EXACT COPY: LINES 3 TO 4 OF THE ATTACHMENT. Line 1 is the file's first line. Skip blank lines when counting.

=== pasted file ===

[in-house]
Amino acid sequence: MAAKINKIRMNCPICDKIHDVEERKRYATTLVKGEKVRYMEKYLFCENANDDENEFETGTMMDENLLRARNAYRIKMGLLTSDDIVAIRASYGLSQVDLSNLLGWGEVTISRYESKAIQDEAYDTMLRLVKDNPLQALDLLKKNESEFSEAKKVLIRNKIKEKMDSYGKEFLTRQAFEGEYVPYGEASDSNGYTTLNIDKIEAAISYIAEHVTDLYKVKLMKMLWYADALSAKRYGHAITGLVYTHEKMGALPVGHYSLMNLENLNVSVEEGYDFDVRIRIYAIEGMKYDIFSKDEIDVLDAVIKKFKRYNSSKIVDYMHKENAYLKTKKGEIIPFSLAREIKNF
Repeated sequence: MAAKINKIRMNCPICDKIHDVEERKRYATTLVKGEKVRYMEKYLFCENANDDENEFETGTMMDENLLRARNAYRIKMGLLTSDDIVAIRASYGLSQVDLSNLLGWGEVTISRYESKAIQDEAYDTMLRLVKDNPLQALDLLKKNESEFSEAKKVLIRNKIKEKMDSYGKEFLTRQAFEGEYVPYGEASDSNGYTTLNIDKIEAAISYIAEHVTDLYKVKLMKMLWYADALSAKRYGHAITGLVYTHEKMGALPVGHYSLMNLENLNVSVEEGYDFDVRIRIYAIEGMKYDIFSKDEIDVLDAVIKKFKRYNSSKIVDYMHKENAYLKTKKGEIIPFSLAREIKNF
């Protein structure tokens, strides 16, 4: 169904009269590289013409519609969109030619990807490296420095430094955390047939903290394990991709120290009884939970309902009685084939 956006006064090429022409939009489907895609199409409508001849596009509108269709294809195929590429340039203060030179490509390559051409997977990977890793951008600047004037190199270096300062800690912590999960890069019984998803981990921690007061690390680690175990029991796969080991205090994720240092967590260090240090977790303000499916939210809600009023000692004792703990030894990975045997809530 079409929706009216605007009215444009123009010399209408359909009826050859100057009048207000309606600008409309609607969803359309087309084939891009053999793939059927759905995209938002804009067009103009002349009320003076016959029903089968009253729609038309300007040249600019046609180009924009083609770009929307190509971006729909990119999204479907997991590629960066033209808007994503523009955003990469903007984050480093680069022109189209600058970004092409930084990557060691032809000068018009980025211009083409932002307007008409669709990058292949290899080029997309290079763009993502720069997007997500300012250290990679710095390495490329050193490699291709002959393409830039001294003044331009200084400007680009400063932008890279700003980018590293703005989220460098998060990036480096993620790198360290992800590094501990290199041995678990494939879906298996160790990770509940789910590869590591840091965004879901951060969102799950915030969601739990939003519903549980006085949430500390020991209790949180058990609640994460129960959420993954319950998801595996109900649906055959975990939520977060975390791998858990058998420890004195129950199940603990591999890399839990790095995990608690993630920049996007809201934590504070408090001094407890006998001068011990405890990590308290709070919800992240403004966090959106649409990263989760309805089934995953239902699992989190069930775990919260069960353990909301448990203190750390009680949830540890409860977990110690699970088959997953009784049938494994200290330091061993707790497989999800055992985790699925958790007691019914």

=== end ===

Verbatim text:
Repeated sequence: MAAKINKIRMNCPICDKIHDVEERKRYATTLVKGEKVRYMEKYLFCENANDDENEFETGTMMDENLLRARNAYRIKMGLLTSDDIVAIRASYGLSQVDLSNLLGWGEVTISRYESKAIQDEAYDTMLRLVKDNPLQALDLLKKNESEFSEAKKVLIRNKIKEKMDSYGKEFLTRQAFEGEYVPYGEASDSNGYTTLNIDKIEAAISYIAEHVTDLYKVKLMKMLWYADALSAKRYGHAITGLVYTHEKMGALPVGHYSLMNLENLNVSVEEGYDFDVRIRIYAIEGMKYDIFSKDEIDVLDAVIKKFKRYNSSKIVDYMHKENAYLKTKKGEIIPFSLAREIKNF
């Protein structure tokens, strides 16, 4: 169904009269590289013409519609969109030619990807490296420095430094955390047939903290394990991709120290009884939970309902009685084939 956006006064090429022409939009489907895609199409409508001849596009509108269709294809195929590429340039203060030179490509390559051409997977990977890793951008600047004037190199270096300062800690912590999960890069019984998803981990921690007061690390680690175990029991796969080991205090994720240092967590260090240090977790303000499916939210809600009023000692004792703990030894990975045997809530 079409929706009216605007009215444009123009010399209408359909009826050859100057009048207000309606600008409309609607969803359309087309084939891009053999793939059927759905995209938002804009067009103009002349009320003076016959029903089968009253729609038309300007040249600019046609180009924009083609770009929307190509971006729909990119999204479907997991590629960066033209808007994503523009955003990469903007984050480093680069022109189209600058970004092409930084990557060691032809000068018009980025211009083409932002307007008409669709990058292949290899080029997309290079763009993502720069997007997500300012250290990679710095390495490329050193490699291709002959393409830039001294003044331009200084400007680009400063932008890279700003980018590293703005989220460098998060990036480096993620790198360290992800590094501990290199041995678990494939879906298996160790990770509940789910590869590591840091965004879901951060969102799950915030969601739990939003519903549980006085949430500390020991209790949180058990609640994460129960959420993954319950998801595996109900649906055959975990939520977060975390791998858990058998420890004195129950199940603990591999890399839990790095995990608690993630920049996007809201934590504070408090001094407890006998001068011990405890990590308290709070919800992240403004966090959106649409990263989760309805089934995953239902699992989190069930775990919260069960353990909301448990203190750390009680949830540890409860977990110690699970088959997953009784049938494994200290330091061993707790497989999800055992985790699925958790007691019914």